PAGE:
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NASCAR inks new broadcast deals valued at over $7 billion

A NASCAR race in 2019. (Photo by Zach Catanzareti via Wikimedia Commons)
A NASCAR race in 2019. (Photo by Zach Catanzareti via Wikimedia Commons)

Gentlemen, start your servers.

The National Association for Stock Car Auto Racing (NASCAR) announced a blockbuster media rights package valued at over $7.7 billion, one that includes streaming-only rights for some Cup Series races that will move to Amazon’s Prime Video.

The deal also includes television rights to NASCAR events for Fox Corporation, Warner Bros Discovery (WBD) and Comcast, with events broadcast on Fox, Fox Sports 1 (FS1), NBC and TNT.

The deal was first reported by the Sports Business Journal on Wednesday. The contract starts with the 2025 race season.

“With their compelling innovations in streaming multiple live feeds and data-driven insights, Prime Video has quickly become a staple in the homes of millions of consumers and sports fans throughout the country, including many NASCAR fans,” Steve Phelps, the president of NASCAR, said in a statement. “We are thrilled to pair our proven ability to bring a large-scale audience of passionate fans with Prime Video’s potential to introduce our sport to new viewers utilizing their unique platform beginning in 2025.”

“We’re thrilled to bring the excitement and power of NASCAR to our Prime members, with five Cup Series races coming to Prime Video each season, starting in 2025,” Jay Marine, the vice president and global head of sports for Prime Video, said on Wednesday. “NASCAR Cup Series racing is an iconic American tradition, and it will be a sensational addition to the lineup of premium live sports on Prime Video.”

Comcast’s NBC Sports will continue to serve as the exclusive broadcast partner for the final 14 NASCAR Cup Series events. Some of those races will air on NBC, while others will be relegated to USA and streamed on Peacock.

“We are thrilled that the NASCAR champion will continue to be crowned on our platforms for years to come,” Rick Cordella, the president of NBC Sports, said on Wednesday. “Whether it’s the unpredictability of a superspeedway, a Playoff cutoff race, or the championship finale, NBC Sports will use its wide array of platforms to present the dramatic conclusion to every NASCAR season for what will be 17 years at the end of this extension.”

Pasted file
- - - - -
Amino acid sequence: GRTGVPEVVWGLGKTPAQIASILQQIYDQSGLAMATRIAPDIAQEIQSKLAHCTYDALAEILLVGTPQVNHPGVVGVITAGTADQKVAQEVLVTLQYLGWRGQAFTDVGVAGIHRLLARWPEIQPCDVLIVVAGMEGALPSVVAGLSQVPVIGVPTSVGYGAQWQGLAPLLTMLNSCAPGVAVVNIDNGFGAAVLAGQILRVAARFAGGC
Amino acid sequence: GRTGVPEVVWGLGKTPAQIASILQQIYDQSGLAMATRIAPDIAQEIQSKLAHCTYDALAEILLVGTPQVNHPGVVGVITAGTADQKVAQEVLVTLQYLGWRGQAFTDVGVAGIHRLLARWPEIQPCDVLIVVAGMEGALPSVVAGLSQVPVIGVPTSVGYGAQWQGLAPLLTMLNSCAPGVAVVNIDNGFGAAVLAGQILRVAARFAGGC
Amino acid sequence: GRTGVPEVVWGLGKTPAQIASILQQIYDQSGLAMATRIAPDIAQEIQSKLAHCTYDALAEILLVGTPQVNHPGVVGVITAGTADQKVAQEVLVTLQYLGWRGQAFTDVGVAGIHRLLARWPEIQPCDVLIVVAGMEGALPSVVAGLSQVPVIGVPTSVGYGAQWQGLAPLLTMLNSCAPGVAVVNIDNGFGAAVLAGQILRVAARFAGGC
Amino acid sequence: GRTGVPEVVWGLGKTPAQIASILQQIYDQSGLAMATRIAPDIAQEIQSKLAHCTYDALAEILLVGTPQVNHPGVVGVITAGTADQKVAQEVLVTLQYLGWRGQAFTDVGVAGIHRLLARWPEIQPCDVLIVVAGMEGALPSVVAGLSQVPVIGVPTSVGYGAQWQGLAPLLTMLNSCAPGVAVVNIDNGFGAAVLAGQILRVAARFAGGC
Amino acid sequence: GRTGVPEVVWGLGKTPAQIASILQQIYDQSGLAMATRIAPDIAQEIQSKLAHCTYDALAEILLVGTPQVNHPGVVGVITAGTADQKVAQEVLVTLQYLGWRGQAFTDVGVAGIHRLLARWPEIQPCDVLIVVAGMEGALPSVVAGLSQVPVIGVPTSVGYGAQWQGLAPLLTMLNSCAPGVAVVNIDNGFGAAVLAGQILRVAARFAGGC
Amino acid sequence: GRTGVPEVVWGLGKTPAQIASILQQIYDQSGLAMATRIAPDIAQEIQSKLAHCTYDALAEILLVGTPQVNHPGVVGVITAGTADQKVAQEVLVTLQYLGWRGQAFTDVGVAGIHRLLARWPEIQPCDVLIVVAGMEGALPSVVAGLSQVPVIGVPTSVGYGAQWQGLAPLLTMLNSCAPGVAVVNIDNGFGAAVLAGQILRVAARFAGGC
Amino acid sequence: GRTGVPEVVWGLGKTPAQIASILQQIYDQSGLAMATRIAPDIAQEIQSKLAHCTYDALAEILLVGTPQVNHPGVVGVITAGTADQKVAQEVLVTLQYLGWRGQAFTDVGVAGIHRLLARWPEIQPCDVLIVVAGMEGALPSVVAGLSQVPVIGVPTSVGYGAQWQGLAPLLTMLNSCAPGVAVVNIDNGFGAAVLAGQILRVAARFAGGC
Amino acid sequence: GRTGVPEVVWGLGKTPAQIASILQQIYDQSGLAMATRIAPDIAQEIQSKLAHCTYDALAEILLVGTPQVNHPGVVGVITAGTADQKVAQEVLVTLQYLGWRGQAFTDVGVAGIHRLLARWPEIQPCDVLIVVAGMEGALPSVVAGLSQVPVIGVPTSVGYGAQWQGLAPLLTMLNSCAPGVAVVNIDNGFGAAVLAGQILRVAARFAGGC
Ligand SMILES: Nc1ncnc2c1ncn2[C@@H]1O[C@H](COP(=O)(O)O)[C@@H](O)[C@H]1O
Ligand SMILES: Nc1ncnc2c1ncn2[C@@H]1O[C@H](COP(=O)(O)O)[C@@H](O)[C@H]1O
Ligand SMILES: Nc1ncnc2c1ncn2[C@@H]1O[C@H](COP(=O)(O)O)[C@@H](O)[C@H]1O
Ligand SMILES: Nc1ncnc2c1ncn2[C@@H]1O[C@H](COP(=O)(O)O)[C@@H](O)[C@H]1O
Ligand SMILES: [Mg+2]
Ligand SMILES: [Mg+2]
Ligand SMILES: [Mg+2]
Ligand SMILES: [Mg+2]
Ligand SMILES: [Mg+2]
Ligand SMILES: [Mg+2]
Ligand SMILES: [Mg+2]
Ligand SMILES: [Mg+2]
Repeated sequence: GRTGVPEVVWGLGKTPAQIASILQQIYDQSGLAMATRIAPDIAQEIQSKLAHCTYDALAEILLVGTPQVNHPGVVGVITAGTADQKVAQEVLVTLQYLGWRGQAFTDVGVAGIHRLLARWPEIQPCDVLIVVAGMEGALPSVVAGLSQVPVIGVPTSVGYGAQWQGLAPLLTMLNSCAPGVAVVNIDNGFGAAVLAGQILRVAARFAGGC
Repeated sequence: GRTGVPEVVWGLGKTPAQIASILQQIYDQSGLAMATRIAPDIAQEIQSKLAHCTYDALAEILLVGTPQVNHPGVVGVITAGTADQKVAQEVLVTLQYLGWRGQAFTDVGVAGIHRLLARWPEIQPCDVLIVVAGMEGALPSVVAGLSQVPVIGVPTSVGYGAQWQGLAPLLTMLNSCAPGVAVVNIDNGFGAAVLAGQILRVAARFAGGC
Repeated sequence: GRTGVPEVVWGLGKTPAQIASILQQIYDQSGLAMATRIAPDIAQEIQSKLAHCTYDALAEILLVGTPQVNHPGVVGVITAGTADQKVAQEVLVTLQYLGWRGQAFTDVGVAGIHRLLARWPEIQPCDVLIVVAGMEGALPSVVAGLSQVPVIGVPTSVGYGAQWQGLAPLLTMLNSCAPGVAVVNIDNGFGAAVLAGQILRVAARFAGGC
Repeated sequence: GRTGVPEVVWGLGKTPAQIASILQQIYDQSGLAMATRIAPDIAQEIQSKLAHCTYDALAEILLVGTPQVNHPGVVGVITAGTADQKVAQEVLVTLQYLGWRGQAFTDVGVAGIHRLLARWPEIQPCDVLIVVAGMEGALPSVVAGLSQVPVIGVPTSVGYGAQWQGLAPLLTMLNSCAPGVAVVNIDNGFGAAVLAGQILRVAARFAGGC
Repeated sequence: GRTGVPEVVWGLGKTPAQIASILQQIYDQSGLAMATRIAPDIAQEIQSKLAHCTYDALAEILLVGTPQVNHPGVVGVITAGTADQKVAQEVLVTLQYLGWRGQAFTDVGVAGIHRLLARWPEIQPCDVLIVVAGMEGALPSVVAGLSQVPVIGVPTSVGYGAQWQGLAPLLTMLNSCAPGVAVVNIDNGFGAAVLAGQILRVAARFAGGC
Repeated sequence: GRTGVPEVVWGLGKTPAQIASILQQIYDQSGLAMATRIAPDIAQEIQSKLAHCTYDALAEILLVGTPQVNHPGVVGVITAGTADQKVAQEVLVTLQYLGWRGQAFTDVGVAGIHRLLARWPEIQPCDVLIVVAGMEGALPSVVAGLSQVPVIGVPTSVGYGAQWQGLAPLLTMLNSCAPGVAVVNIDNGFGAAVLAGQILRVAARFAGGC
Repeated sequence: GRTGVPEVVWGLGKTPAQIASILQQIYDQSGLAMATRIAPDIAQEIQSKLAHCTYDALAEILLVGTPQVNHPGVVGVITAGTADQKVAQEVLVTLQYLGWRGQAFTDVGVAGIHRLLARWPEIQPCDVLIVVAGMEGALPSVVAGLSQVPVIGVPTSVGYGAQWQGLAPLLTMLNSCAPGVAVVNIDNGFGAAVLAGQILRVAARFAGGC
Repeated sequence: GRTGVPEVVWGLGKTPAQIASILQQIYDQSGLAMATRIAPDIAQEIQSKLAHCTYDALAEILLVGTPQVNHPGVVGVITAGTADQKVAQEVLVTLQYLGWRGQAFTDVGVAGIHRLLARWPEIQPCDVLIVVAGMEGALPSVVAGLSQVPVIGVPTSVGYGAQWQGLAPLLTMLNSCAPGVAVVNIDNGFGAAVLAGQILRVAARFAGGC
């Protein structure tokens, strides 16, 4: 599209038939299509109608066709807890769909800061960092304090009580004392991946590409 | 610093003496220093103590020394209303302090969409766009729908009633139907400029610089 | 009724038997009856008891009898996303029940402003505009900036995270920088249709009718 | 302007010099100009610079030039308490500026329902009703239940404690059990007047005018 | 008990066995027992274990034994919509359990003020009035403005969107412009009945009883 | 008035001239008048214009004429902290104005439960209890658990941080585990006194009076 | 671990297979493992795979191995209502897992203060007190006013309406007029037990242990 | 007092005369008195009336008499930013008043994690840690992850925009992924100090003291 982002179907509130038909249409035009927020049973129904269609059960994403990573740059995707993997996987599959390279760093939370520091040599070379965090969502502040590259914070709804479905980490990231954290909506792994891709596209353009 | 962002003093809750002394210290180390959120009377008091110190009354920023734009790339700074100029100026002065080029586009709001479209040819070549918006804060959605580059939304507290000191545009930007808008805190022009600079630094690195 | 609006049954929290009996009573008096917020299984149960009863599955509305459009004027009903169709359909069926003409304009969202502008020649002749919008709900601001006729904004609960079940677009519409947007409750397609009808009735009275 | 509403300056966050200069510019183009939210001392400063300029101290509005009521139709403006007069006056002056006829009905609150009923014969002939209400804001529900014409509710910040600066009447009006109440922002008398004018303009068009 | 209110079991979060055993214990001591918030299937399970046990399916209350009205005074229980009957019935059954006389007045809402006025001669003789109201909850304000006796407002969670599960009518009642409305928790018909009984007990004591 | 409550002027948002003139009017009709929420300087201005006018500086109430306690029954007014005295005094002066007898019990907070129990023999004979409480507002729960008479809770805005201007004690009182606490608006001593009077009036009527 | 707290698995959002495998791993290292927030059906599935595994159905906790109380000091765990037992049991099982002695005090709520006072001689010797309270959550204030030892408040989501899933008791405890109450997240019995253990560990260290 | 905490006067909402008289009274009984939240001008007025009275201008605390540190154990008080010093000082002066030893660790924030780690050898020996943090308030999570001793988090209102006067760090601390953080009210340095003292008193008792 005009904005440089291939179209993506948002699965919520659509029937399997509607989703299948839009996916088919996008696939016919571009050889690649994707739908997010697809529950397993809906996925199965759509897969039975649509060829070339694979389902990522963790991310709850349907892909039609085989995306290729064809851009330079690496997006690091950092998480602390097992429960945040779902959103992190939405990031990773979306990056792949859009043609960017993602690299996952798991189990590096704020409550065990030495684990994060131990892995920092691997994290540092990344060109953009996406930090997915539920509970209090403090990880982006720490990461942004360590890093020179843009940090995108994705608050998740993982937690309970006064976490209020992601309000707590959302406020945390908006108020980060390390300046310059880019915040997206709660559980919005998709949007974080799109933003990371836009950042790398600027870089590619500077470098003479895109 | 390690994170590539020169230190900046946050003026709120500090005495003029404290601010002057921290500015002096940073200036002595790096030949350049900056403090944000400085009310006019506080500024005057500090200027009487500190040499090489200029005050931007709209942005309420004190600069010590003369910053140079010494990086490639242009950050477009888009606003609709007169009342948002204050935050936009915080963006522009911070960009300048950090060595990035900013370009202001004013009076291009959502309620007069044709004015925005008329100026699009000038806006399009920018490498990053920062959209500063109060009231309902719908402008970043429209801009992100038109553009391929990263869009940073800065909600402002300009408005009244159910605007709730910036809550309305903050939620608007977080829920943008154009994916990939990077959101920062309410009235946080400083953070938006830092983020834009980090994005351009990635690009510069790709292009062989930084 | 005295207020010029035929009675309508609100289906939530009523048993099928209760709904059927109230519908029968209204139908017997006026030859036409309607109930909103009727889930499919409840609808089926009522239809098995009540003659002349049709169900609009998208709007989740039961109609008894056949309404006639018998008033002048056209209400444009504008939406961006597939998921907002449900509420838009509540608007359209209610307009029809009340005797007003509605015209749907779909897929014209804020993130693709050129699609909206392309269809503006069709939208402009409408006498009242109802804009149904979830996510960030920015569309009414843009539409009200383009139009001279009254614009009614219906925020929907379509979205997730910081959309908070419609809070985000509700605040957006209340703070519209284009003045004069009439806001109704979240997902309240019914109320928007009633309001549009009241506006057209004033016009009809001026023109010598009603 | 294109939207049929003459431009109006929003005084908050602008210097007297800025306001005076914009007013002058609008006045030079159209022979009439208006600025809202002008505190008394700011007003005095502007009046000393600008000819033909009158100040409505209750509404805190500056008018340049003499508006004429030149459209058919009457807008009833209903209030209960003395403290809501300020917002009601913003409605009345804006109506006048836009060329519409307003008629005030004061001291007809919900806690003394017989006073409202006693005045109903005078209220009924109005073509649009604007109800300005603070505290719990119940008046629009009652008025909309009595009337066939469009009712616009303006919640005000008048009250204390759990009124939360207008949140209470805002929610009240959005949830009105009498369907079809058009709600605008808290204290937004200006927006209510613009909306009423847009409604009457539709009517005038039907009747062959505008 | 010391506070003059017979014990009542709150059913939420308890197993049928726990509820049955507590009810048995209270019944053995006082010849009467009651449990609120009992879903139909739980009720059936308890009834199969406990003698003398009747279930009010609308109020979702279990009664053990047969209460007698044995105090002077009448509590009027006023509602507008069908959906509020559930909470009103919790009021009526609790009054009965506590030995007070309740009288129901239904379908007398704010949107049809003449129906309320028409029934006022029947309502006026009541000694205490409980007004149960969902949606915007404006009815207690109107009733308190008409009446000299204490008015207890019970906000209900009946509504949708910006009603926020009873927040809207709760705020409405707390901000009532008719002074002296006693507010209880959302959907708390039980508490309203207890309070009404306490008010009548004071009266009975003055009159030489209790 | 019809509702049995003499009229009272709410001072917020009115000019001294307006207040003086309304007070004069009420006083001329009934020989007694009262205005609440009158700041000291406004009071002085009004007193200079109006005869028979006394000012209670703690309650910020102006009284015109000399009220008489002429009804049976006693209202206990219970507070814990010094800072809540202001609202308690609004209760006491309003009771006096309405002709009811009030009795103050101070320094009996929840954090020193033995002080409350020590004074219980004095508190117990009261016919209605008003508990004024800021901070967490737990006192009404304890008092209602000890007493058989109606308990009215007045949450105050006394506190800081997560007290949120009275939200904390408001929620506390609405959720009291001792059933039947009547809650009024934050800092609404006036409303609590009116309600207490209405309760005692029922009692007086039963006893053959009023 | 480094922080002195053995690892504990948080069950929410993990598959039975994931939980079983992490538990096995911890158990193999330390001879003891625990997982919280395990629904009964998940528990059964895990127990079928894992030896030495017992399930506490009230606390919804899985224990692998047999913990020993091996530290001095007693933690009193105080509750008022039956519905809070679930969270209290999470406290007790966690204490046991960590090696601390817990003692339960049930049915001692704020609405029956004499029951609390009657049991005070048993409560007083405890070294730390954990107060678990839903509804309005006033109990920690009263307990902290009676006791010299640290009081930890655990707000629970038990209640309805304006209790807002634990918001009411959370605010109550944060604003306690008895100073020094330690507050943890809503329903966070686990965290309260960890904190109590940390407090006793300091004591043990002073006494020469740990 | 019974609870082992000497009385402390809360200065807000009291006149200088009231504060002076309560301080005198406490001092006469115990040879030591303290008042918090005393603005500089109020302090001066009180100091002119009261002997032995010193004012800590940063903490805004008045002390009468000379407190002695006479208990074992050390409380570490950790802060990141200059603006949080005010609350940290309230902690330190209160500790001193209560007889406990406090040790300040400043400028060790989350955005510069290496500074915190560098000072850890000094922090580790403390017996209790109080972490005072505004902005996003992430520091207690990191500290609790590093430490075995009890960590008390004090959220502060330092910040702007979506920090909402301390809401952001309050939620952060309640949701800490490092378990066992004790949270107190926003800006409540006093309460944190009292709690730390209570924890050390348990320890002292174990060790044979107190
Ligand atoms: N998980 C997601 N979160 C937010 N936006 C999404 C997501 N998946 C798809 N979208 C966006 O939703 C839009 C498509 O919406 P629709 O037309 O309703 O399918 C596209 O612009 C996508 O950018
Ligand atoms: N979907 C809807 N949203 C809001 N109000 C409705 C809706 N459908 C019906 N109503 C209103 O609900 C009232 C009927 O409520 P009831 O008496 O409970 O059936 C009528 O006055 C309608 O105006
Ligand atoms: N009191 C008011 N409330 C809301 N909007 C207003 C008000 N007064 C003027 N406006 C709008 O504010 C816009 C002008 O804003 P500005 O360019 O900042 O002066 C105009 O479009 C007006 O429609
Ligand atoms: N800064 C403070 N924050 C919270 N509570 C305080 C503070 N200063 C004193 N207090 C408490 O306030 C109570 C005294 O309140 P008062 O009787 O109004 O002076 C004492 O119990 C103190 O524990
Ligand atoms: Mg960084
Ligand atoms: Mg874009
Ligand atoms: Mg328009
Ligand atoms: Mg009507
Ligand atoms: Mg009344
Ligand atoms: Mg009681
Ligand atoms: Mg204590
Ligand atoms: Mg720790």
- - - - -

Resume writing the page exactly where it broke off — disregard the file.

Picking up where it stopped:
Races aired on WBD’s TNT are expected to simulcast on streaming service Max, where they will be incorporated into the Bleacher Report Sports add-on package. The package is currently free with certain Max commercial-free tiers, but is expected to cost $10 per month or more by the time the NASCAR rights deal takes effect.

“We are thrilled to welcome NASCAR back to TNT Sports, and build on our rich, shared history of providing immersive fan experiences that only our world-class team can deliver,” Luis Silberwasser, the chairman and CEO of WBD Sports, said in a statement. “This agreement expands our portfolio of premium sports content throughout the summer and further elevates Max and our leading linear networks. We look forward to utilizing all of our resources to create new opportunities for compelling storytelling that connects with our fans, as we present the thrilling action and excitement on the track in innovative ways throughout the entire NASCAR season.”

Earlier this year, Nexstar Media Group and its CW Network inked a deal to bring some NASCAR Xfinity Series events to free broadcast TV, starting in 2025. Around 33 races will be aired on the CW Network at a cost of $115 million over seven years.

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About the Author:

Matthew Keys

Matthew Keys is the publisher of The Desk and reports on the business and policy matters involving the broadcast television, streaming video and radio industries. He previously worked for Thomson Reuters, Disney-ABC, Tribune Broadcasting and McNaughton Newspapers. Matthew is based in Northern California, has won numerous awards in the field of journalism, and is a member of IRE (Investigative Reporters and Editors).